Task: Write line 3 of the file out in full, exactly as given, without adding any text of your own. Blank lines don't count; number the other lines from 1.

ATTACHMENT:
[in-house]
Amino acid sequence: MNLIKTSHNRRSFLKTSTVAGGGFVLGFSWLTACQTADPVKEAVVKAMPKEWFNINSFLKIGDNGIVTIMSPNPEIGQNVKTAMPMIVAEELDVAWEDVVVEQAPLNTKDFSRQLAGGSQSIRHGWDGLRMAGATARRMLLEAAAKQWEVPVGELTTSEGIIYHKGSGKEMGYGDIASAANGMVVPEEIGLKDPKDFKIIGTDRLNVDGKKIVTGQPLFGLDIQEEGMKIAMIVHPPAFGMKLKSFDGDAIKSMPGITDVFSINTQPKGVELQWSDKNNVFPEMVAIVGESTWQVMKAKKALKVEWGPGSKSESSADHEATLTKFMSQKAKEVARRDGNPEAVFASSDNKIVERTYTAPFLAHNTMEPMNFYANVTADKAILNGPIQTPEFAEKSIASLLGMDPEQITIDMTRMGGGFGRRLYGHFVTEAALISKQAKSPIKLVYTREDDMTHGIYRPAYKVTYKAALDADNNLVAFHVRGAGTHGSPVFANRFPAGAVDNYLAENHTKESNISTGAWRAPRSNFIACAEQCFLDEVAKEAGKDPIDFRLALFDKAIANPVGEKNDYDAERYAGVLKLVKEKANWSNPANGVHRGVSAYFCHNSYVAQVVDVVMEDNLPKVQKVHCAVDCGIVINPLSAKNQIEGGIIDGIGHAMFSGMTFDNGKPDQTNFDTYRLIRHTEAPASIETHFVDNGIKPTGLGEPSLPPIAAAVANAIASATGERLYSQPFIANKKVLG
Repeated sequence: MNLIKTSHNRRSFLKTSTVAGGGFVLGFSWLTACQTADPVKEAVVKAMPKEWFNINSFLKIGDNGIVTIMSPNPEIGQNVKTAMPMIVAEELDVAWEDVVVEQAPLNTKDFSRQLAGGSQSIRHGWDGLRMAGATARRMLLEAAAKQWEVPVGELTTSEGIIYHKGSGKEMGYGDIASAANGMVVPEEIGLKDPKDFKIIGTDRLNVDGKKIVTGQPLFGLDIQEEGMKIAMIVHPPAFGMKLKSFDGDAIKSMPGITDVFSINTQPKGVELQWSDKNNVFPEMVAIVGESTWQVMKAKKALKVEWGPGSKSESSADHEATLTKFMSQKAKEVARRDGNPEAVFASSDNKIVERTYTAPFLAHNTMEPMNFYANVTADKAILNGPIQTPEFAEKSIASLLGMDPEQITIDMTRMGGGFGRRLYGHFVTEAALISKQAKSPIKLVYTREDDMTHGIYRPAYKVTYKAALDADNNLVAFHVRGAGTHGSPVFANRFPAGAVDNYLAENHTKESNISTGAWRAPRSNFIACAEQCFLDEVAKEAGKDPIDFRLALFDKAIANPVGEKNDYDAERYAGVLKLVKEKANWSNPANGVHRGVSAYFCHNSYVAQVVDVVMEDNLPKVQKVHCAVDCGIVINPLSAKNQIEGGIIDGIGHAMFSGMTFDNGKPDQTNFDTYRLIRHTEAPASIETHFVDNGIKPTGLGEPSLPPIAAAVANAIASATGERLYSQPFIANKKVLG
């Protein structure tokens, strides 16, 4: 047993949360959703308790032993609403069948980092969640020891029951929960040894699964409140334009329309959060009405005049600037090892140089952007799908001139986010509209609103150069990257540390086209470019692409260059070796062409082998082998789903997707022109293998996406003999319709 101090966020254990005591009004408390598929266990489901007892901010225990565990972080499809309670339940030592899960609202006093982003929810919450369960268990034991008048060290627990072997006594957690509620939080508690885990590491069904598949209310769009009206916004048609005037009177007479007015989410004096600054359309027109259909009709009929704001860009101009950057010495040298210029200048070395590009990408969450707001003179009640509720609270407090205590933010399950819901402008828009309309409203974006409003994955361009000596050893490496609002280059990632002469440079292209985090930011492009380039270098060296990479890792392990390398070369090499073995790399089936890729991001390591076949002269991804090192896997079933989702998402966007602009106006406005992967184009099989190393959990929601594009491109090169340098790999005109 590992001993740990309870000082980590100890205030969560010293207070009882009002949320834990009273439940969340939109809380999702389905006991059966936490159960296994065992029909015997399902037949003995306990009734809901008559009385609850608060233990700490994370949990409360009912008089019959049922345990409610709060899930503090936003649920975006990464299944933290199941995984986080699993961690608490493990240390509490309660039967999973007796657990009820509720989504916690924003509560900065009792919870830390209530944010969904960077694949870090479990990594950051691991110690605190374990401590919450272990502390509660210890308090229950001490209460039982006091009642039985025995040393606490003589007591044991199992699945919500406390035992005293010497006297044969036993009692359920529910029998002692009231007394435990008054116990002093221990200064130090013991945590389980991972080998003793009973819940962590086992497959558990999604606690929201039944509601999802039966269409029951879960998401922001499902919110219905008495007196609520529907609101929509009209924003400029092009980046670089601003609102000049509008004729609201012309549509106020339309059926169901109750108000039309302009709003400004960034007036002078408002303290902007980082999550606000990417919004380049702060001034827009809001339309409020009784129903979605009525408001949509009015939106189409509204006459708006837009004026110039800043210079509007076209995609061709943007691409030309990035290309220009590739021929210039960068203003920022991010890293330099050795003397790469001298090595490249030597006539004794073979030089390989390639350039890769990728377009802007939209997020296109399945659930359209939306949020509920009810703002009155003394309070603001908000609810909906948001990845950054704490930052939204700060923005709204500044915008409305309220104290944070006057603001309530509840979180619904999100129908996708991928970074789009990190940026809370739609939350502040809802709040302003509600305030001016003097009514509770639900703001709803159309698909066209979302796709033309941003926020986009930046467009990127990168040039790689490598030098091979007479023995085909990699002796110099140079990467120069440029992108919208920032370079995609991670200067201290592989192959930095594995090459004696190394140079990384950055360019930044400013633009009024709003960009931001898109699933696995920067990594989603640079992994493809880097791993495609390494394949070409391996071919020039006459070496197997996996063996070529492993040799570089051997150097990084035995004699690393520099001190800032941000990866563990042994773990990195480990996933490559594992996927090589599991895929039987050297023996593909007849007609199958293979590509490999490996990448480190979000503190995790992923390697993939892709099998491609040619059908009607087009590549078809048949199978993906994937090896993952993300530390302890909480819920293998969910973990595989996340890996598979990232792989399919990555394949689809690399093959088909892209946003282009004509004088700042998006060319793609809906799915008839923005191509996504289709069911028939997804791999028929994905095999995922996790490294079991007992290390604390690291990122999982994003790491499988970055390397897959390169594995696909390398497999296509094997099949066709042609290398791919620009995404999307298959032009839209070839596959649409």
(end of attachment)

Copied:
Repeated sequence: MNLIKTSHNRRSFLKTSTVAGGGFVLGFSWLTACQTADPVKEAVVKAMPKEWFNINSFLKIGDNGIVTIMSPNPEIGQNVKTAMPMIVAEELDVAWEDVVVEQAPLNTKDFSRQLAGGSQSIRHGWDGLRMAGATARRMLLEAAAKQWEVPVGELTTSEGIIYHKGSGKEMGYGDIASAANGMVVPEEIGLKDPKDFKIIGTDRLNVDGKKIVTGQPLFGLDIQEEGMKIAMIVHPPAFGMKLKSFDGDAIKSMPGITDVFSINTQPKGVELQWSDKNNVFPEMVAIVGESTWQVMKAKKALKVEWGPGSKSESSADHEATLTKFMSQKAKEVARRDGNPEAVFASSDNKIVERTYTAPFLAHNTMEPMNFYANVTADKAILNGPIQTPEFAEKSIASLLGMDPEQITIDMTRMGGGFGRRLYGHFVTEAALISKQAKSPIKLVYTREDDMTHGIYRPAYKVTYKAALDADNNLVAFHVRGAGTHGSPVFANRFPAGAVDNYLAENHTKESNISTGAWRAPRSNFIACAEQCFLDEVAKEAGKDPIDFRLALFDKAIANPVGEKNDYDAERYAGVLKLVKEKANWSNPANGVHRGVSAYFCHNSYVAQVVDVVMEDNLPKVQKVHCAVDCGIVINPLSAKNQIEGGIIDGIGHAMFSGMTFDNGKPDQTNFDTYRLIRHTEAPASIETHFVDNGIKPTGLGEPSLPPIAAAVANAIASATGERLYSQPFIANKKVLG